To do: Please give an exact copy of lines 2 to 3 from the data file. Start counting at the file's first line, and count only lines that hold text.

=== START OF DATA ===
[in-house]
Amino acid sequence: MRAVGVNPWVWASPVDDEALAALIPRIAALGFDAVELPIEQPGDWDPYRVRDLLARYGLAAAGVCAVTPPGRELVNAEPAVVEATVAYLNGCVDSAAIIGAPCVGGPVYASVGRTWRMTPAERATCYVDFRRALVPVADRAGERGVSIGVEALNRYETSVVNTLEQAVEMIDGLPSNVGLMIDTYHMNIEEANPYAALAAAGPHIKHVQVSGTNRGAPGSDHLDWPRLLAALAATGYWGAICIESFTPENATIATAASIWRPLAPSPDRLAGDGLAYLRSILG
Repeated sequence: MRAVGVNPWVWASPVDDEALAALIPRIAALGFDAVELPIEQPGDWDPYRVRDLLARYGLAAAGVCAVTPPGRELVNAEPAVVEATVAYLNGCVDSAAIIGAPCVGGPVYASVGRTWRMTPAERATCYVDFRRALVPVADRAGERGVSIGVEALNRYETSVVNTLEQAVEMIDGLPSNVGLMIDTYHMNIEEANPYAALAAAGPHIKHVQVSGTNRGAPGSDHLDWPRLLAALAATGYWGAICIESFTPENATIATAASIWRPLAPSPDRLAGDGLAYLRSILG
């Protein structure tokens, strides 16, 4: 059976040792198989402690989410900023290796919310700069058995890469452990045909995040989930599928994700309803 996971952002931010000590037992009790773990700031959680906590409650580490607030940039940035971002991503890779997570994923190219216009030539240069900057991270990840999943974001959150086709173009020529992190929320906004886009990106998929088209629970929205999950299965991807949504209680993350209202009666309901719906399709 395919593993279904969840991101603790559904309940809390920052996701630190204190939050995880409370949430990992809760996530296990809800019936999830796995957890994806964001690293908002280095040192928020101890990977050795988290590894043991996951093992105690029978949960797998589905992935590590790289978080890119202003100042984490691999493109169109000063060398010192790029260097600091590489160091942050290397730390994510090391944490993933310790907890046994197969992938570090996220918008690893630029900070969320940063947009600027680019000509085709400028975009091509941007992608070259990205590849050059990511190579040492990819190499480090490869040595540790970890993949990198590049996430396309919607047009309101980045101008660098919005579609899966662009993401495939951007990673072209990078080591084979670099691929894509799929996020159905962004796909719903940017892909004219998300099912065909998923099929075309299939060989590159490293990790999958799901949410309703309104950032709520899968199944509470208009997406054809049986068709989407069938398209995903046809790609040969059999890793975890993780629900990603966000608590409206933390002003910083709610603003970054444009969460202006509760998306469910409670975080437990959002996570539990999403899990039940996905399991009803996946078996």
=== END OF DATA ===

Amino acid sequence: MRAVGVNPWVWASPVDDEALAALIPRIAALGFDAVELPIEQPGDWDPYRVRDLLARYGLAAAGVCAVTPPGRELVNAEPAVVEATVAYLNGCVDSAAIIGAPCVGGPVYASVGRTWRMTPAERATCYVDFRRALVPVADRAGERGVSIGVEALNRYETSVVNTLEQAVEMIDGLPSNVGLMIDTYHMNIEEANPYAALAAAGPHIKHVQVSGTNRGAPGSDHLDWPRLLAALAATGYWGAICIESFTPENATIATAASIWRPLAPSPDRLAGDGLAYLRSILG
Repeated sequence: MRAVGVNPWVWASPVDDEALAALIPRIAALGFDAVELPIEQPGDWDPYRVRDLLARYGLAAAGVCAVTPPGRELVNAEPAVVEATVAYLNGCVDSAAIIGAPCVGGPVYASVGRTWRMTPAERATCYVDFRRALVPVADRAGERGVSIGVEALNRYETSVVNTLEQAVEMIDGLPSNVGLMIDTYHMNIEEANPYAALAAAGPHIKHVQVSGTNRGAPGSDHLDWPRLLAALAATGYWGAICIESFTPENATIATAASIWRPLAPSPDRLAGDGLAYLRSILG